These proposals include innovative ways of getting cheap land in the right locations, designing housing tailored to the needs of autism and using cost-efficient design solutions. The proposals look at different forms of supportive housing and the provision of support services. They also look at the integration of autistic housing within developments for the broader population and housing developments intended solely for the autistic community. The proposals illustrate the potential to create affordable uplifting homes and communities for the autistic population. Rather than defining this issue as a problem to be solved these proposals highlight this need as an opportunity to foster the positive contribution of autistics to the wider community.

Jamie will talk about these research proposals and hopes to start a conversation with the audience and wider autistic community to explore these and other potential solutions.

The general meeting will start at 10:00AM and conclude at 12:00PM.

AASCEND Picnic in the Park!

The picnic was a great success in spite of the initial cold weather and wet ground. After valiant members helped set up around 11:00, 45 or more picnickers arrived on and off until 3:00 and we all hung out until 4:00.  Jim made fantastic barbecued chicken and there was plenty of good food to share! We had some Frisbee and badminton players later in the day  and  in typical Richmond District style, the sun came out as we were packing up. Thanks to all who helped!


It’s time again for AASCEND‘s annual potluck picnic in the park Saturday August 13. Note that this is the second not the usual third Saturday of the month! All are welcome for an afternoon of informal socializing and games with our community. This year’s picnic will be held at Lindley Meadow in Golden Gate Park. We will have food and drink, but bring something to share if you can. No RSVP is necessary. Set-up begins at 11:00 AM.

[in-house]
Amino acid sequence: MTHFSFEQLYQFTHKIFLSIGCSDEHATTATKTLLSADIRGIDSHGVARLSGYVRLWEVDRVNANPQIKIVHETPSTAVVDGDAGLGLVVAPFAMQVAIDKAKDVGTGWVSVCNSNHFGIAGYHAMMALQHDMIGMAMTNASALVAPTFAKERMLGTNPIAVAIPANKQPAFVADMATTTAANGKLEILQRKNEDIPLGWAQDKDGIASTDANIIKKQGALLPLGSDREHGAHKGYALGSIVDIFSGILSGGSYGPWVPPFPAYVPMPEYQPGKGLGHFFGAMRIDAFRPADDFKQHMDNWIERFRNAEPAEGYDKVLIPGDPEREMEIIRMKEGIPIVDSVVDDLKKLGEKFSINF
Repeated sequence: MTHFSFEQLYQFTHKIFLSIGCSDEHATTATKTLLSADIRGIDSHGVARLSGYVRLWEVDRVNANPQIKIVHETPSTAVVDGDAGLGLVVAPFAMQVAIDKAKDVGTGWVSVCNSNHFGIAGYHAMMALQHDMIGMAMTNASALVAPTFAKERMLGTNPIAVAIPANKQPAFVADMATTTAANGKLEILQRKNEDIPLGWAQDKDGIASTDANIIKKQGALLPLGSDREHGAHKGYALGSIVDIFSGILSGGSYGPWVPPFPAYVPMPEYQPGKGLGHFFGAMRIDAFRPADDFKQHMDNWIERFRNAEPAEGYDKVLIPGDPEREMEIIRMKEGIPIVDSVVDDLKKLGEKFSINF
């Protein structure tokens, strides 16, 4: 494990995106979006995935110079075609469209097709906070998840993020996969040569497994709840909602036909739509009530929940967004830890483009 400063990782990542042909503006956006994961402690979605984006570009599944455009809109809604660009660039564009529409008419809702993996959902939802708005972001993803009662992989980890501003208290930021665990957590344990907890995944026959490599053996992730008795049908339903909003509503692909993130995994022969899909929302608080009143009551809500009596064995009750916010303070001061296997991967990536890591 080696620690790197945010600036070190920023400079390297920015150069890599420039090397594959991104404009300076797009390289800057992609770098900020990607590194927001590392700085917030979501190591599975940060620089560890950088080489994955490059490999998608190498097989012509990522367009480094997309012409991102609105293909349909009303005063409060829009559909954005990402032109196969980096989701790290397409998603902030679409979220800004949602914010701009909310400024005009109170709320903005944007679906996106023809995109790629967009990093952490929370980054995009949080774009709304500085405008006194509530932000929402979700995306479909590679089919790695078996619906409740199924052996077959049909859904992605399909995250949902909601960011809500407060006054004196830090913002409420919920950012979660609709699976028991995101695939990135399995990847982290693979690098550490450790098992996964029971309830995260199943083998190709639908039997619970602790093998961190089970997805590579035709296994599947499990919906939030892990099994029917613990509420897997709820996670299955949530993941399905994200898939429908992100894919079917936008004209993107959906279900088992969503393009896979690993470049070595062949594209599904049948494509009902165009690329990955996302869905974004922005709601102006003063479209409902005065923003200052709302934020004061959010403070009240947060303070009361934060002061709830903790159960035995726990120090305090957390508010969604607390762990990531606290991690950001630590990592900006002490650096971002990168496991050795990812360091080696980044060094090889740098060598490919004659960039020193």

Sat Aug 13, Noon-3pm at Tables 5 to 9 in Lindley Meadow GG Park (see map)

See you there!

When Autistics are Victims of Crime

People on the autism spectrum are often, sadly, the victims of crime and abuse. A general openness, lack of guile, and difficulty navigating social cues make autistic adults easy targets for harmful activity.

At AASCEND‘s July 16 meeting Gena Castro Rodriguez, PsyD, of the San Francisco District Attorney’s Office will speak about resources and strategies for people who have become crime victims. Gena is Chief of Victim Services and Parallel Justice at the Office of District Attorney George Gascón. The Victim Services Division of the San Francisco District Attorney’s Office serves nearly 8000 victims of crime each year. Gena will speak about the services, supports and resources available to help victims of crime mitigate the trauma, navigate the criminal justice system and rebuild their lives. Come with your own stories and learn how others have coped with their stories using these helpful services and tools.